Is Breathlessness in Public Speaking a Problem for You?

Posted on

One of the most common complaints I hear from my students and clients is lack of air in public speaking. This is indeed a problem because without air, there is no voice. And, without voice, there is no speech or presentation.

Breathlessness can easily ‘;cure’; by supplementing your air supply while speaking. You do this in normal conversation without ever giving it a second thought. At the lectern, however, you still believe what your 2nd grade teacher said in reading out loud, "Do not take a breath until you come to some form of punctuation."

That was fine for 2nd grade and there was a good reason for that advice: to keep you from taking a breath after each word as you read. As your sentences grew longer with each passing year, however, you were still under the belief you were not allowed to breathe until you came to a comma, a period, a colon, or a semi-colon. That is incorrect.

We have what is known as a speaker’;s license in which you can breathe almost anywhere you want as long as you have expression or color in your voice, your face and your body language.

Practice saying the sentence below, pausing where you see the karat.

What a great job ^ you did.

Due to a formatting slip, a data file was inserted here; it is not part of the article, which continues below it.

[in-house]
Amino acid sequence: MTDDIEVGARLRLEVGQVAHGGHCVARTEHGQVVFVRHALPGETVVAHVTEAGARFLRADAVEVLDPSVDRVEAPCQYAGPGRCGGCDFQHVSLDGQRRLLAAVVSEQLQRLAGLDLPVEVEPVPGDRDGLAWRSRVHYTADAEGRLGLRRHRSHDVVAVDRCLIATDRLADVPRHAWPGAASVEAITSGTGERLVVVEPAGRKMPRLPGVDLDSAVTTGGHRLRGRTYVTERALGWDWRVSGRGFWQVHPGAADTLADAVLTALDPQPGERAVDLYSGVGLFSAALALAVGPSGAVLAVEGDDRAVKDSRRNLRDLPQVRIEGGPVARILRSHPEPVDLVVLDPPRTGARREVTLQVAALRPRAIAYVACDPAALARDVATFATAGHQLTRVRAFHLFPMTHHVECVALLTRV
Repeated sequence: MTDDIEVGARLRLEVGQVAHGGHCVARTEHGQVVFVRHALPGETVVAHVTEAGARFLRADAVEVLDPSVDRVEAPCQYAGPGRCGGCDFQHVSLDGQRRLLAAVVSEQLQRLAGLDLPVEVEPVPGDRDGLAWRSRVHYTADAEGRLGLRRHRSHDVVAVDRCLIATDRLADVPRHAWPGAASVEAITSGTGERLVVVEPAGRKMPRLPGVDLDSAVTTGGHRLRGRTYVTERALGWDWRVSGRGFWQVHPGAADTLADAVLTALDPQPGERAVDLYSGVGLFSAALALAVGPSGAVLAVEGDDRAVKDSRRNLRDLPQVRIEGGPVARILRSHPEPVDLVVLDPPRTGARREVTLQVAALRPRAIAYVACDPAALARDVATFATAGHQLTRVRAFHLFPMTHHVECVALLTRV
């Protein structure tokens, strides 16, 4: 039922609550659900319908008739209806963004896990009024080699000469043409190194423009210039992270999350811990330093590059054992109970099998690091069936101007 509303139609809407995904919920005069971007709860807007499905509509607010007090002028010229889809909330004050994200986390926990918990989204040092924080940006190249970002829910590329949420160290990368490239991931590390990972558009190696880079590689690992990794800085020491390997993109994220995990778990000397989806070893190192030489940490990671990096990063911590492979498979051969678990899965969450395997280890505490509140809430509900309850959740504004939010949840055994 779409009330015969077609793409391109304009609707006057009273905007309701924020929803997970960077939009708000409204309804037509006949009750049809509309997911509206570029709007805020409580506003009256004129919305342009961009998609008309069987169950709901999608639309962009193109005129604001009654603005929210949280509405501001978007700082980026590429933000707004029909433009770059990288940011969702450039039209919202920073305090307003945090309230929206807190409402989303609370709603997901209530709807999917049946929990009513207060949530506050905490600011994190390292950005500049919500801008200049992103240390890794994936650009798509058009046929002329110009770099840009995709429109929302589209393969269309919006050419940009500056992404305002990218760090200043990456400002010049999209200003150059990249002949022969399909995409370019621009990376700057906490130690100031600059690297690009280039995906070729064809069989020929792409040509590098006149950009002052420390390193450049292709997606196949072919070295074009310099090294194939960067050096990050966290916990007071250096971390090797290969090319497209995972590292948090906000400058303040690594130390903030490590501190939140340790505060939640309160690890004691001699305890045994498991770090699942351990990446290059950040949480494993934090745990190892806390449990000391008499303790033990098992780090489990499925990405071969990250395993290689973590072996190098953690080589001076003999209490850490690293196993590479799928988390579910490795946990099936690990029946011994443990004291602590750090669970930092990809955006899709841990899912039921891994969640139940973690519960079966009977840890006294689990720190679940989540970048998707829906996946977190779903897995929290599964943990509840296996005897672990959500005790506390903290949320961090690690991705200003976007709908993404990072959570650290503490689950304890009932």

Now say the sentence again and pause after the word what as if you were deep in thought. You can actually pause after any one of those words. If you speak in a monotone, however, this does not work. You must have some expression to pull this off.

Next time you are in conversation, take note of when you breathe. More than likely, you interrupt your sentences to take a breath. The same thing should happen in public speaking. Instead of waiting until you are completely out of air, interrupt your sentence as you speak and supplement your air supply which I liken to a balloon.

The idea is to keep the balloon inflated and only take in small amounts of air while speaking, keeping your balloon filled. This is much more effective than deflating your balloon, thereby taking in huge quantities of much needed air. The latter will create additional tension; whereas, the former technique (which again you do in normal conversation without giving it a thought) will help keep you more relaxed.

There is absolutely no reason for breathlessness in public speaking if you will take my advice and supplement your air supply before you run out if – not after!